Trust Your Gut

“The gastrointestinal system has over 100 million neurons. This “second brain” has more neurons than your spinal cord and is similar in number to the brain of a dog.”

 

TASK AT HAND: This week I’m thinking about “trusting your gut”. Although a cliché statement, there is real basis for its utility. Our gut is the home of our enteric nervous system; a collection of over 100 million neurons that function as an interface with the outside world by carefully interacting with that which enters our alimentary tract.

Humans are complex creatures. Of this, our gut is an incredibly complex component. It needs to be emphasized that such a nervous system goes beyond simply digesting food. The enteric nervous system, also known as the “second brain”, is constantly feeding you information about the outside world. If you are willing to listen, it can serve as a confidant for the interpretation of complex emotions and communications.

“The second brain is constantly feeding you information about the outside world. If you are willing to listen, it can serve as a confidant for the interpretation of complex emotions and communications.”

One can take a deep dive on the enteric nervous system in a myriad of ways. From the digestion of food, to neurotransmitter functions, to the gut bacterial environment that is crucial for homeostasis, to gastrointestinal immunity functions, there are countless books on topics that are beyond the scope of the Sunday Surgical Scrub. What I want to focus on today is your gastrointestinal tract and enteric nervous system as a strategic interpreter for decision making. This may initially seem haphazard, but allow me to explain.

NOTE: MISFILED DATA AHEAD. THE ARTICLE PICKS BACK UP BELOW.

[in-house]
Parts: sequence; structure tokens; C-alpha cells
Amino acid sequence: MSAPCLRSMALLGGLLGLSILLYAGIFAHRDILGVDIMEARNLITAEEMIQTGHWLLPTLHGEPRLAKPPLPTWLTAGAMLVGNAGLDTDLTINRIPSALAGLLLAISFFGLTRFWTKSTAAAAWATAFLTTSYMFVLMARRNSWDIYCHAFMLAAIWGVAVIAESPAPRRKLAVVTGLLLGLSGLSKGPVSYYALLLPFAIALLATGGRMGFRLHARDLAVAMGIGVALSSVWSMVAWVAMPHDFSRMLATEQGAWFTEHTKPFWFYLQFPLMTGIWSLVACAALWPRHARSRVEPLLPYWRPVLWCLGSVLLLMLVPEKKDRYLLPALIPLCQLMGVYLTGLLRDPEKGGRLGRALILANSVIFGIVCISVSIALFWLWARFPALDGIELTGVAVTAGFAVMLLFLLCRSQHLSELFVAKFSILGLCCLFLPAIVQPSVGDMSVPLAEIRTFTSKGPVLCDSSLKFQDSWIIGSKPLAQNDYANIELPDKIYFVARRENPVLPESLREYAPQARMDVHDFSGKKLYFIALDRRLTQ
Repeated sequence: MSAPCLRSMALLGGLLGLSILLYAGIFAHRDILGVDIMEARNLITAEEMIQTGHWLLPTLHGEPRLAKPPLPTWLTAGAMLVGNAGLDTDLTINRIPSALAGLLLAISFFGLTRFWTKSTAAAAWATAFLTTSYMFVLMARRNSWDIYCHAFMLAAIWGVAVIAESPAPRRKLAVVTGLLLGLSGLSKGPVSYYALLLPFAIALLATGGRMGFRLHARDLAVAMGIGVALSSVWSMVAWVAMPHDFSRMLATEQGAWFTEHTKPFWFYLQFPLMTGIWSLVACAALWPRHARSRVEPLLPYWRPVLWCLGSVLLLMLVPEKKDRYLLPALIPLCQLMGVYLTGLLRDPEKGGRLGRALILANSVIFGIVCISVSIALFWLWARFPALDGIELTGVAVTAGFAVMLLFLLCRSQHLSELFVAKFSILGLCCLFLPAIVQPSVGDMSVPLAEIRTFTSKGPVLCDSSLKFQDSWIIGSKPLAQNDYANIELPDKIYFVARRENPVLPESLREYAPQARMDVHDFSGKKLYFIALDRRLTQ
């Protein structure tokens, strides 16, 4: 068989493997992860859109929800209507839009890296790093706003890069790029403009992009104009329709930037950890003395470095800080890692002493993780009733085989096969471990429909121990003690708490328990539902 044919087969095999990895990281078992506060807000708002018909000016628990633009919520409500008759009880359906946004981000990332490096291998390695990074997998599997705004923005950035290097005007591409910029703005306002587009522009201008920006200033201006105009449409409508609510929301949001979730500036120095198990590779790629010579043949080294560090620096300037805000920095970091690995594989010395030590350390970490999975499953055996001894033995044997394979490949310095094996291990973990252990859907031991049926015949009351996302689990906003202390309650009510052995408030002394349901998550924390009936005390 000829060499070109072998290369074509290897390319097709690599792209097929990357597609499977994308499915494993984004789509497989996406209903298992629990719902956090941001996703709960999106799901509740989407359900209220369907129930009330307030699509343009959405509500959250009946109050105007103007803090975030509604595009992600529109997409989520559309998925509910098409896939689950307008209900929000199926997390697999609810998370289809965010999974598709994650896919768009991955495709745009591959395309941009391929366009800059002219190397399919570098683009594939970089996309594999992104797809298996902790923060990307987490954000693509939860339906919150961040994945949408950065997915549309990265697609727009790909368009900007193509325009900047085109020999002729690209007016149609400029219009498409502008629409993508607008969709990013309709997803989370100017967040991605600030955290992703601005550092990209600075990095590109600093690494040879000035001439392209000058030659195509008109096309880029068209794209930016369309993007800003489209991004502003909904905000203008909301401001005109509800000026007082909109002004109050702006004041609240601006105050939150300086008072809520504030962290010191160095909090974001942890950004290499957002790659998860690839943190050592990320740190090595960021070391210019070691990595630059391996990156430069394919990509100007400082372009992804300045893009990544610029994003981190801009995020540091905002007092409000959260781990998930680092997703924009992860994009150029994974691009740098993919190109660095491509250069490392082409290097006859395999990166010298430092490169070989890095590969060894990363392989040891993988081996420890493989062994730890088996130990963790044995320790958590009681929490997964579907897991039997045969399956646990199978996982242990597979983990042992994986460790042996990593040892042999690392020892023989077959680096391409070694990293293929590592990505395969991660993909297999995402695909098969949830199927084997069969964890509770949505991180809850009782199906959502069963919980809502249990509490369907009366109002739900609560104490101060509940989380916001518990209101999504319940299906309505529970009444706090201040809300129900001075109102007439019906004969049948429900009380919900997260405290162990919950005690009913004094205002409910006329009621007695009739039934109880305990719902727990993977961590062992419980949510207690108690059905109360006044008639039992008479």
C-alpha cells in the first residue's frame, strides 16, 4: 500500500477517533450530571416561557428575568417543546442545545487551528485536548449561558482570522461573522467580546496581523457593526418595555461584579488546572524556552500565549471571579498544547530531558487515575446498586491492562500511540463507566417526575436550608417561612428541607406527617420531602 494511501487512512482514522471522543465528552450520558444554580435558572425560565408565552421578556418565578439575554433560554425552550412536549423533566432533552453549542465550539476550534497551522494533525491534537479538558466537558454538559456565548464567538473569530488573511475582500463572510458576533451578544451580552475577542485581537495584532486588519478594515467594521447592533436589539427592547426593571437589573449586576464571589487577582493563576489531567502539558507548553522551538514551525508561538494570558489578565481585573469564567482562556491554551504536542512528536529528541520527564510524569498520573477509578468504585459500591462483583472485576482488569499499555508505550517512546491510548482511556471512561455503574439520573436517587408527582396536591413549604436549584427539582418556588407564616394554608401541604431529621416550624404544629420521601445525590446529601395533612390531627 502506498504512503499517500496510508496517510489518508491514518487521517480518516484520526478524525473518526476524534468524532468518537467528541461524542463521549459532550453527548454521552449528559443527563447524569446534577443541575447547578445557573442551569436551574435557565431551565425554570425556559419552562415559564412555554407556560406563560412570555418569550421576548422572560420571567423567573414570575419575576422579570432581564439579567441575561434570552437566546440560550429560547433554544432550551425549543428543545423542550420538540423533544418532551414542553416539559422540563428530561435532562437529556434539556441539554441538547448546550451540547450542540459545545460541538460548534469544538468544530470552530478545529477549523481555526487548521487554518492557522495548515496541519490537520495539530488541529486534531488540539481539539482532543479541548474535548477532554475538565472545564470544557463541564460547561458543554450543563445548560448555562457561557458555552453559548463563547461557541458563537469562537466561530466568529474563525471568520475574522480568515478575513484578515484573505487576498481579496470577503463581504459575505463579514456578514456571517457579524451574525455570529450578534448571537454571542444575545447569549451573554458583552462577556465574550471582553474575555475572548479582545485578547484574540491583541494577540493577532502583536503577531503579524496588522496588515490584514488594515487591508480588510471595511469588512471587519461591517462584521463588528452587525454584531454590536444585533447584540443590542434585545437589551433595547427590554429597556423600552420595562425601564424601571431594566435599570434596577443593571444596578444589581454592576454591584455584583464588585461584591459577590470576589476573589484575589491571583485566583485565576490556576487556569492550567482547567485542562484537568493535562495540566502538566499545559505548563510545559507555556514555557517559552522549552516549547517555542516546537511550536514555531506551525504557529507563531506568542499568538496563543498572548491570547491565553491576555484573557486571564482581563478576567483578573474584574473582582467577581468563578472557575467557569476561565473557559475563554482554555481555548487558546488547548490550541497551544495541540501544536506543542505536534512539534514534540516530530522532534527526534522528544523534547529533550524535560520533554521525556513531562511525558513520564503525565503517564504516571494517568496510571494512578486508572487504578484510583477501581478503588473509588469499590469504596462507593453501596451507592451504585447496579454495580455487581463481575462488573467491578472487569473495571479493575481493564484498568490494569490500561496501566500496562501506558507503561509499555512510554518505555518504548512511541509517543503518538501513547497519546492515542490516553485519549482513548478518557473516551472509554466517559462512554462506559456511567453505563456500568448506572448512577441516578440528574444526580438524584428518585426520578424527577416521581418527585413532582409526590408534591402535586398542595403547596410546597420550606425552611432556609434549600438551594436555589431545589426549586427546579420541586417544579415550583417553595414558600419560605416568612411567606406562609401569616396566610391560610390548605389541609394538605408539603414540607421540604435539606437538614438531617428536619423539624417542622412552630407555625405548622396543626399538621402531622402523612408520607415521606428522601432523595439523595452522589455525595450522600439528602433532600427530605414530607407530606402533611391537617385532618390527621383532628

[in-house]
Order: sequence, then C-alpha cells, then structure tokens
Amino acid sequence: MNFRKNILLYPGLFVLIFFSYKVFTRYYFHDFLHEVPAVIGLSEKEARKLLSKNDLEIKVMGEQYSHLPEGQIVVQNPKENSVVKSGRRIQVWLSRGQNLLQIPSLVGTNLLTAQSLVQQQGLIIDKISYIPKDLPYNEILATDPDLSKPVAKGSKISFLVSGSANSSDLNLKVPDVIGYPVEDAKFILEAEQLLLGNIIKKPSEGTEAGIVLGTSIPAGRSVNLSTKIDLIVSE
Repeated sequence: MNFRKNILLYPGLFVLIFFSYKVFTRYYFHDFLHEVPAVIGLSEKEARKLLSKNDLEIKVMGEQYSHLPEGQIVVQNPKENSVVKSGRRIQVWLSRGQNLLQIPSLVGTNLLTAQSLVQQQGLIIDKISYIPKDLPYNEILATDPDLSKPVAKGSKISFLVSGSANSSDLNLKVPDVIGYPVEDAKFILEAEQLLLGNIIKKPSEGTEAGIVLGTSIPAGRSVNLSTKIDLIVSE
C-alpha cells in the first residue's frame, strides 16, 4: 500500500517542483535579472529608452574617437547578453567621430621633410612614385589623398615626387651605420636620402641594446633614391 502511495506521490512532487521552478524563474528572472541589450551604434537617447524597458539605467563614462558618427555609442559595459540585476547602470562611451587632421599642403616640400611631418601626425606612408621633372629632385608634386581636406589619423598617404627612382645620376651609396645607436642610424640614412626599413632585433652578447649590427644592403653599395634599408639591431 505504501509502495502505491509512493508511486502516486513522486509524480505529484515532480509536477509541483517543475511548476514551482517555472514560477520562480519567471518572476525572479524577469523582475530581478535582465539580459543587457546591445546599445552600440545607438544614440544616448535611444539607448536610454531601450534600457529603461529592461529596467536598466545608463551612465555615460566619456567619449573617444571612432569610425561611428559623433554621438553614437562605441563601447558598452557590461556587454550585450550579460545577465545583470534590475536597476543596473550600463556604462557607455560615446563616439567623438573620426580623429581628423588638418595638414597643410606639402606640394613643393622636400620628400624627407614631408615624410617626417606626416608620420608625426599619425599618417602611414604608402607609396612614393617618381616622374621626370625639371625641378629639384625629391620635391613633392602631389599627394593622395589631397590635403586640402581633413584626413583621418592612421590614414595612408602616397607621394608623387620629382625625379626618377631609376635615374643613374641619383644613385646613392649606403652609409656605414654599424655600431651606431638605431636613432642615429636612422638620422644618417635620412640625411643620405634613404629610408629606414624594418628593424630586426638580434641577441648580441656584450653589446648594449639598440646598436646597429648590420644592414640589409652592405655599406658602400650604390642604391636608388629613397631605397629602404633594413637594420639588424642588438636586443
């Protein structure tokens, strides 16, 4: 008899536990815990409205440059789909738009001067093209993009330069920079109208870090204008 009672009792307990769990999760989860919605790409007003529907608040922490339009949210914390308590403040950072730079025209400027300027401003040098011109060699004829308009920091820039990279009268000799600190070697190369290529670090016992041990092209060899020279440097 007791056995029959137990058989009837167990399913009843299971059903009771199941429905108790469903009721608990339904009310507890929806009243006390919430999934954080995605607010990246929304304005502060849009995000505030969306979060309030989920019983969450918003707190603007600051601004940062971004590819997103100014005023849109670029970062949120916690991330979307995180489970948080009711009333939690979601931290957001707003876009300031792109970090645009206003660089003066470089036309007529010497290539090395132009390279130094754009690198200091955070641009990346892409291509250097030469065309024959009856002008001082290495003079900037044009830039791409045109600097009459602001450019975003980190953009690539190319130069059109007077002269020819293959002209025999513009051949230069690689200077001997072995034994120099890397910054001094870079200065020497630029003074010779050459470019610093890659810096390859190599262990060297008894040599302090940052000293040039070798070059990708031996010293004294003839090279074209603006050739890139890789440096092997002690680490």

Intuition, which I define as immediate comprehension without reasoning, is an integral part of decision analysis. There will be instances when, despite carefully organized analyses and sound reasoning, the correct decision may remain hidden. The preferred path, in these instances, requires you to remain connected to your second brain as a means of gaining further input. Learn to trust your gut and follow your intuition. We all know what this feels like. The “butterflies” of excitement, the shallow queasiness of apprehension, the disgust at the pit of our stomach from a wrong path taken. These are feelings we have known long before we could reason complex arguments.

How do you hone the ability to focus on what your intuition and gut are trying to tell you?

There are several techniques that one can use to centre on what our gut feelings are telling us such as meditation, sleep, journaling. However, one I really like to use is the act of distraction. At times, we can become entrenched in analyses such that we become susceptible to tunnel vision and bias. At these times, we can rationalize the wrong decision surprisingly easily. If you need to connect with your gut, distract yourself with some physical activity, music, or even a nap. This will serve to refresh the connection between your first and second brains with respect to the conflict in question. There is an essential, evolutionary-tuned survival need to trust our intuition. Trust and follow your gut!

 

MEDICINE & MACULA: Many thanks to Dr. Jay Sridhar, creator and host of the fantastic podcast, Straight From The Cutter’s Mouth.

I was a recent guest on his show and had a wonderful time discussing retina, work-life balance, social media and my recent book Decision Diagnosis. Check out Episode 44: More Social Media with Dr. David Almeida.

You can find the episode here.

You can also check out the Straight From The Cutter’s Mouth website, blog, other podcast episodes and more here.

 

GRATIS: “You’ve got a song you’re singing from your gut, you want that audience to feel it in their gut.” Johnny Cash
 

My best to you,

David Almeida

david@davidalmeidamd.com

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